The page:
(A version of this was originally published in Taiwan News ).
This year marks the 100th anniversary of
the short-lived first Philippine republic, which many Filipinos proudly point out was the first in Asia -- never mind if it
was later routed by an emerging superpower from across the Pacific and would reappear only almost half a century later. Expect
invitations to a year-long fiesta as only Filipinos know how to host, complete with pig roasting, dance parties and tours
of gaudy theme parks.
But just as the effects of the regional financial contagion on an otherwise rebounding Philippine
economy have somewhat sobered up the cigar-puffing Dons on Ayala Avenue, the centennial festivities can give Filipinos everywhere
pause to recall a remarkable event 12 years ago. Without it, the centennial could have been markedly more grave. I think the
four-day uprising, dubbed "People Power revolution" and sparking hope for democratic movements everywhere from Poland
to Tiananmen square, is the most defining moment in our short history so far. It was an almost bloodless version of the fall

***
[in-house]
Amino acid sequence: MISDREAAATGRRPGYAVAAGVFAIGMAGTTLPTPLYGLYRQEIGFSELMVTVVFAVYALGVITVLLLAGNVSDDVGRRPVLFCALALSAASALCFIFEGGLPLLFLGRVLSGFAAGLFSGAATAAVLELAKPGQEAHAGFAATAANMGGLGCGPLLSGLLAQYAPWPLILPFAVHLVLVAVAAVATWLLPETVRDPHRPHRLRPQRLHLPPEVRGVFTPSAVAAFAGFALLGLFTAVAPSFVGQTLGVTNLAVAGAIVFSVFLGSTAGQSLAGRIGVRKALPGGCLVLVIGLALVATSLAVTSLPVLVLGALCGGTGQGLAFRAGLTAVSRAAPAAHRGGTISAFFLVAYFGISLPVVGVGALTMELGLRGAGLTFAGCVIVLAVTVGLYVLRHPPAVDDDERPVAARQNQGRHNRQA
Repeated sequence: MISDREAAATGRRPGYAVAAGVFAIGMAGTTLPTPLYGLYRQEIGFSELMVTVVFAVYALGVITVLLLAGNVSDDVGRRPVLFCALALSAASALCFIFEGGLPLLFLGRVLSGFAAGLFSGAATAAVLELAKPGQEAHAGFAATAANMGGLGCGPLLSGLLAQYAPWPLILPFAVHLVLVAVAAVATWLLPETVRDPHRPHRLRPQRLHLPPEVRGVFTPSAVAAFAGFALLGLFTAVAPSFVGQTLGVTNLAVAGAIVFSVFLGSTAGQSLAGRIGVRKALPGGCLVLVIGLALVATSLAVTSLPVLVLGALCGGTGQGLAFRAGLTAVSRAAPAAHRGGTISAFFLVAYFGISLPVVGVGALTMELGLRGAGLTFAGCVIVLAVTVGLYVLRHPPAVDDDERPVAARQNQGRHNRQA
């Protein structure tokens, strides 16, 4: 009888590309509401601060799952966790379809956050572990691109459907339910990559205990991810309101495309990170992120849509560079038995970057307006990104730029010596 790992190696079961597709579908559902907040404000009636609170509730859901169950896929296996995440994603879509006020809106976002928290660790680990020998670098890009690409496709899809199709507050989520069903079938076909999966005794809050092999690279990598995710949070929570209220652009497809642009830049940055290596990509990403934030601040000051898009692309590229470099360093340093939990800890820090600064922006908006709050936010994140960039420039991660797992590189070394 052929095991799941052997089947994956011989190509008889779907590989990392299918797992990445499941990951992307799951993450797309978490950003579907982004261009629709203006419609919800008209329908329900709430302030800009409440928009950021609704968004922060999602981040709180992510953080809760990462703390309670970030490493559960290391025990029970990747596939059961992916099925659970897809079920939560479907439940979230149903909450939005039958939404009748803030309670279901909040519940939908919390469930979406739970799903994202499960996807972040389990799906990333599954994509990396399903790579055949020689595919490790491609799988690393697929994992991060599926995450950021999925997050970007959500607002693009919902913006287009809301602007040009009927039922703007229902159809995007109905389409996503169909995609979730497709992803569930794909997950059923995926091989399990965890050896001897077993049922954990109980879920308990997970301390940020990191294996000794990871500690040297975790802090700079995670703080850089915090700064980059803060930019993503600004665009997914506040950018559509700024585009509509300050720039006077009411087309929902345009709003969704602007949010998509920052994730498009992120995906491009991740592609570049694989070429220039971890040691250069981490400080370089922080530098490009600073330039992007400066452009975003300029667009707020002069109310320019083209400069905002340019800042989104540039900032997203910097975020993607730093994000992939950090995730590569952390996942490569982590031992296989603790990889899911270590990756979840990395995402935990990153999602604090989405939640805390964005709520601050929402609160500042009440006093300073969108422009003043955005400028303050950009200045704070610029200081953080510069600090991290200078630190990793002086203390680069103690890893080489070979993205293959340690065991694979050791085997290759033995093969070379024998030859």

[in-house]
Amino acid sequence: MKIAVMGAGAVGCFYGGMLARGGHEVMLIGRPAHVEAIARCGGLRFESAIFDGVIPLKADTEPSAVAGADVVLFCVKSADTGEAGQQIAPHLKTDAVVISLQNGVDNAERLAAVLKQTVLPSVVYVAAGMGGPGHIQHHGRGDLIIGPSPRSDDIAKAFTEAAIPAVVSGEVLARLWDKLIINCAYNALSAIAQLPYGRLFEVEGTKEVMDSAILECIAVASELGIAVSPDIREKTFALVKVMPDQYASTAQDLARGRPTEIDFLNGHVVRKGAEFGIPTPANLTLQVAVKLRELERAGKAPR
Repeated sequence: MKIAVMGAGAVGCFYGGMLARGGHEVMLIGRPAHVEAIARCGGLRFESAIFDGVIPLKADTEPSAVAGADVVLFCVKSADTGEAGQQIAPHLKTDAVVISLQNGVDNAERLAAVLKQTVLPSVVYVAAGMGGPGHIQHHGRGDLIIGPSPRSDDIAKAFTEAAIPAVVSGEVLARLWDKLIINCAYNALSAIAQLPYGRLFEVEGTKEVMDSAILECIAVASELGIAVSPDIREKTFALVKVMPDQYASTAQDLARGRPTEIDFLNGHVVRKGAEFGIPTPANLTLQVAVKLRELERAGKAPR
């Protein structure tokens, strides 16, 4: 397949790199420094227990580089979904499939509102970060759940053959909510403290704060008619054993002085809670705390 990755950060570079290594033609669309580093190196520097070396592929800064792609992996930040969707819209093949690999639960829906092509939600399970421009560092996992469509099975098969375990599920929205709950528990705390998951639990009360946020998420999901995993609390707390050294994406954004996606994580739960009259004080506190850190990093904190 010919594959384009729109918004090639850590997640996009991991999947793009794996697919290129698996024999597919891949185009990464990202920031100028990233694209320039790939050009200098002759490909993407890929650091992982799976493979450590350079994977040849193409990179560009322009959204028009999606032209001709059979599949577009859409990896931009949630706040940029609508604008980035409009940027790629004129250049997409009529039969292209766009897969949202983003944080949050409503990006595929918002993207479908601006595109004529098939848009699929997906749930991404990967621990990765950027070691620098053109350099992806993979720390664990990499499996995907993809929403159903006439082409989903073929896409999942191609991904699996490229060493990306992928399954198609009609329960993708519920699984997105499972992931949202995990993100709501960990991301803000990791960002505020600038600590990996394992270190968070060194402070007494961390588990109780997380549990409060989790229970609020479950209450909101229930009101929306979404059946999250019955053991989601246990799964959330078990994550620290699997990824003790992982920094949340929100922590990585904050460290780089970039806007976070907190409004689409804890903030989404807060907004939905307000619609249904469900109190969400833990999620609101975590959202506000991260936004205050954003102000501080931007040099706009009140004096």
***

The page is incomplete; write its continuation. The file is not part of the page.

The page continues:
of the Bastille and a Christian equivalent of the strikes called all over the Indian subcontinent by a fasting Mahatma Gandhi.
Those incredible days on Epifanio de los Santos Avenue (EDSA), a dusty, eight-lane thoroughfare cutting across the
heart of metropolitan Manila, flashed on TV screens as a live mini series. The stars were a mob and the plot was the non-violent
overthrow of an overstaying tyrant perceived as having looted the national treasury.
I can play back the images of
the more than one million EDSA heroes in my mind like an old ditty by Filipino pop group Apo Hiking Society. A bead of sweat
still glistens and hangs as if awaiting judgment day on the brow of a pale, weary marine. The eyes of two nuns seem to leap
out of their spectacles as they flick quickly through rosary beads in front of a hideous, gray tank.
I can hear the
urgency in the voice of Jordan Polotan, my senior by two years at the Ateneo, as he told me what transpired at a civilian
barricade on Santolan Ave., near Camp Crame, at five o'clock a.m. on February 24.
"We were sleeping when all
of a sudden, there was a lot of noise. People were blowing car horns, shouting and running about. The marines used tear gas
to try to disperse part of the crowd. We started praying. Kapit-bisig kami (We clipped arms.). When helicopters started arriving,
the people beside me tightened their grip. It turned out that the helicopter pilots were sympathetic to our cause," he
Ronaldo Ventura, a college classmate, joined other civilians at another barricade, this time in front of two
TV stations, Channels four and nine.
"People stopped seven tanks which had fired in the air at midnight on Sunday.
The tanks did not breach the barricade. After some time, they decided to turn around and return to Malacanang (the presidential
palace). At ten o'clock, shots were fired near the Channel nine transmitter. There was a figure whom I thought was a "reformist"